The first part of this entry applies to both girls and boys but a separate section for girls is given here – Teenage Girls

Yourself at that age, so the attitudes and responses developed at that age. If you are younger than the dream youth it indicates your potential of growth and change; the part of you growing toward that age. See: Boy; Girl.

It is a time if quite enormous and often dramatic changes, for you are preparing to become a woman or man. This means you are starting to feel the urgent pressure of sexual desire and forming a way of dealing with it.

Adolescence is the time of your greatest sexual growth, and development of new ranges of emotion, intellect, and sensitivity. So any adolescent in your dream often points to yourself at that age, and the things you faced – or if you are not yet a teenager, then the things you feel about moving toward adolescence.

During adolescence we move from youth to becoming a mature adult. This means learning to become more independent of the work energy, the money and time given by parents. It means making your own decisions, moving toward learning how to survive live without your parents support and establishing yourself in the community and the world. Sometimes the break from parents is made by establishing a relationship with someone. However the shift needs a level of heroism in many ways, and if you succeed the difficulties change and deepen you.

This journey of becoming an individual is not only that of becoming a person, but also expanding the boundaries of what we can allow ourselves to experience as an ego. As we can see from an observation of our dreams, but mostly from an extensive exploration of their feeling content, our ego is conscious of only a small area of experience. The fundamental life processes in our being may be barely felt. In many contemporary women, the reproductive drive is talked about as something that has few connections with their personality. Few people have a living feeling contact with their early childhood; in fact many people doubt that such can exist. Because of these factors the ego can be said to exist as an encapsulated small area of consciousness, surrounded by huge areas of experience it is unaware of. These unconscious areas of their being direct their life to an extraordinary degree. Individuation means to emerge from unconscious dependence on this hidden side of self. It means to become functionally independent of the archetypes that dominate human life. In many ways it is similar to, and includes, becoming functionally independent of ones mother and father. See The Story of a Premature Baby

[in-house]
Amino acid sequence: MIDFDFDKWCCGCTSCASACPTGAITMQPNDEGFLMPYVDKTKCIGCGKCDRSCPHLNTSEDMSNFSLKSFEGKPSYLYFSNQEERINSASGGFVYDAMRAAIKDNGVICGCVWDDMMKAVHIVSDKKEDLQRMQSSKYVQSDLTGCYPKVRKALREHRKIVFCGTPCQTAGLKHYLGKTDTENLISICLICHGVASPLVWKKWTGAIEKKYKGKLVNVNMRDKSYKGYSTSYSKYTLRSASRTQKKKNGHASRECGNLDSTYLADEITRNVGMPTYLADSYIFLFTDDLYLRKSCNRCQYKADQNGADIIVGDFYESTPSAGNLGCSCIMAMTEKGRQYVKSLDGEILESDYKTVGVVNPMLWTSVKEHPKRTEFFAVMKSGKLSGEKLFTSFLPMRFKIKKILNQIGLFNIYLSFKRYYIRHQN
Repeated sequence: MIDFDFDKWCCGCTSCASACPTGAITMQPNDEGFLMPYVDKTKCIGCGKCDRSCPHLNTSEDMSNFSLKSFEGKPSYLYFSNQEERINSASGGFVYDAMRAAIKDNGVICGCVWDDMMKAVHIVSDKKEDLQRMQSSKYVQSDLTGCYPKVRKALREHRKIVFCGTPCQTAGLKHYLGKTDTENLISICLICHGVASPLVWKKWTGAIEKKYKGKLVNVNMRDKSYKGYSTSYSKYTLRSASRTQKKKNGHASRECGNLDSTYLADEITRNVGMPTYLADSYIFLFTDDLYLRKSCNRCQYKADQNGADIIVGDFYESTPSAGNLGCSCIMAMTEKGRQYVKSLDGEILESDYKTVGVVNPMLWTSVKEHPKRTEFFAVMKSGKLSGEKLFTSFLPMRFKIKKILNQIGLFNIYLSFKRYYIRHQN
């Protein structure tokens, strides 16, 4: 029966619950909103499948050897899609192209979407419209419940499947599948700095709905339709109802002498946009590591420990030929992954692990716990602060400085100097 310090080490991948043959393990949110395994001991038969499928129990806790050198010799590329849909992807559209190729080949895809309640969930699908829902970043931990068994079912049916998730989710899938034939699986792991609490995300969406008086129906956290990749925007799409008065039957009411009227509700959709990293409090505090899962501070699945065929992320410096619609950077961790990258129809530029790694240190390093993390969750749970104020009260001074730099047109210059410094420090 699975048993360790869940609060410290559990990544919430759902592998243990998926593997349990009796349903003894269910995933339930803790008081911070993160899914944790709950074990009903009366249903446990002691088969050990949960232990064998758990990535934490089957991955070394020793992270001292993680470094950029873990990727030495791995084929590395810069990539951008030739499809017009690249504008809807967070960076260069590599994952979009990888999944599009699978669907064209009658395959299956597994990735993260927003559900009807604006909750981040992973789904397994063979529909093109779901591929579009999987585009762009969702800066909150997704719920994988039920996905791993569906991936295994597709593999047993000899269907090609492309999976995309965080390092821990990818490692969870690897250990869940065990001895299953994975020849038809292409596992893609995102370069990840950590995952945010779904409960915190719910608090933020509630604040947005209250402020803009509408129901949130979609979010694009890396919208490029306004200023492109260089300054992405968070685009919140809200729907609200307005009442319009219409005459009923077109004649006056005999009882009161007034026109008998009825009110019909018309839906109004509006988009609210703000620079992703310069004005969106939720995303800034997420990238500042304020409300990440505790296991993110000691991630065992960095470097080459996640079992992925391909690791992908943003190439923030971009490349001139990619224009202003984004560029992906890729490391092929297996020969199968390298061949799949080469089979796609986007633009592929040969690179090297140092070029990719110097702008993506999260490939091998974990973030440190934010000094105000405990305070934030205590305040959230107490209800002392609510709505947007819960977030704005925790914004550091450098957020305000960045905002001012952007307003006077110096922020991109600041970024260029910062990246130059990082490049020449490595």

At such a time you may unconsciously use certain strategies to become independent. One is to become angry, defensive or down right obnoxious. What this does is to give strength to break away – even if it means feeling your parents are a heap of shit.

Another way is to become a mother’s boy and cling – but this doesn’t mean you become independent emotionally, but it might make you feel safe.

On one site about teenage behavior it list such things as:

Does your child often:

  • lose his temper
  • argue with adults
  • refuse to comply with rules and requests
  • deliberately annoy people
  • blame others for his mistakes and misbehavior

Or is your child often:

  • touchy and easily annoyed by others
  • angry and resentful
  • spiteful and vindictive

These are all ways to become yourself, after all, all your life you have had to be dependent on parents or carers. And it is quite something to emerge from it. But if you understand what happening it can become an easier journey.

The dream world of the adolescent shows very big shifts from that of the child. One of the major themes here is illustrated in this dream from Natalie, a thirteen year old:

I have this recurring nightmare. I see my mother standing by my bedroom door, blocking it as if I am being trapped and stopped from getting out. I often call to her, “Let me out Mum” but she just stands there staring with no expression on her face at all. I end up getting out of bed and switching my bedroom light on and then she disappears. Sometimes I will see her standing by my wardrobe. It seems as if she is always standing by a door and trying to trap me.

The dream shows how a teenager is trying to find a way out of her dependence on mother. The dependence is felt as if it is the power of the mother over the child, a sort of restrictive force. This theme of moving toward independence physically and psychologically is a huge step to take, and many dreams in this period explore how this can be achieved, and the various paths one could take to attain it.

Example: Back with my lover I felt, still young, inexperienced and a bit clumsy, but laughing and happy, the flow of pleasure to my lover, leading to a kiss. The deep internal pleasure of kissing gradually widened until it led to genital feeling. I realised so many things as this lovely gentle growth of feeling and flowing occurred. I realised that I and most teenagers have too much technical sex instruction, so it is portrayed as an erect penis entering the vagina.